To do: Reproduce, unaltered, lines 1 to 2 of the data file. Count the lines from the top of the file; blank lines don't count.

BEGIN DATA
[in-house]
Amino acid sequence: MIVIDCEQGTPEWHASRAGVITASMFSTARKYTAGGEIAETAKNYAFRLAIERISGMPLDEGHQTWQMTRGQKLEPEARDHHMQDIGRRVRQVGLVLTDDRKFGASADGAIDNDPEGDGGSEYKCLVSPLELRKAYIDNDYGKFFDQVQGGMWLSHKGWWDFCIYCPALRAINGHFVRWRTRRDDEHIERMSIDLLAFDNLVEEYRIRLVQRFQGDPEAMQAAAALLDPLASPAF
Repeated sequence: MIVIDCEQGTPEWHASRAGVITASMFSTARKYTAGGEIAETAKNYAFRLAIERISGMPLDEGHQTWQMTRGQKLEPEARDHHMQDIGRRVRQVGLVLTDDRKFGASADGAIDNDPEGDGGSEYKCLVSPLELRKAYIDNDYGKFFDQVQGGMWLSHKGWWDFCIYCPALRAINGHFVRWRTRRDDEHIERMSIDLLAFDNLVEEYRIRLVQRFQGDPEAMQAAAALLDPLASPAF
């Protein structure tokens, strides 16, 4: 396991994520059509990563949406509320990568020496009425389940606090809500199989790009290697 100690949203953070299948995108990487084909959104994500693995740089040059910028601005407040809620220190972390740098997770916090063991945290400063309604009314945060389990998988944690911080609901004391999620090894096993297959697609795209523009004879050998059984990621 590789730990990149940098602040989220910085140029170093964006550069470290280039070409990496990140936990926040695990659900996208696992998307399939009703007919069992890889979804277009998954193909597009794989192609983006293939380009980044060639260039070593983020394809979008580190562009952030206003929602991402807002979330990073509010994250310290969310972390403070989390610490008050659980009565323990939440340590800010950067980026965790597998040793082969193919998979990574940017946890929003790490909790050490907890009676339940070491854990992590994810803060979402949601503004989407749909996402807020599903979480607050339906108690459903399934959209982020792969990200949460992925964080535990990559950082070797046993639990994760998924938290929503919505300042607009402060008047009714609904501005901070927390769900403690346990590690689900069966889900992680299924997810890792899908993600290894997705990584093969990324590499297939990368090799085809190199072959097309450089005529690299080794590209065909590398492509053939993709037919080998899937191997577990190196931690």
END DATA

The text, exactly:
[in-house]
Amino acid sequence: MIVIDCEQGTPEWHASRAGVITASMFSTARKYTAGGEIAETAKNYAFRLAIERISGMPLDEGHQTWQMTRGQKLEPEARDHHMQDIGRRVRQVGLVLTDDRKFGASADGAIDNDPEGDGGSEYKCLVSPLELRKAYIDNDYGKFFDQVQGGMWLSHKGWWDFCIYCPALRAINGHFVRWRTRRDDEHIERMSIDLLAFDNLVEEYRIRLVQRFQGDPEAMQAAAALLDPLASPAF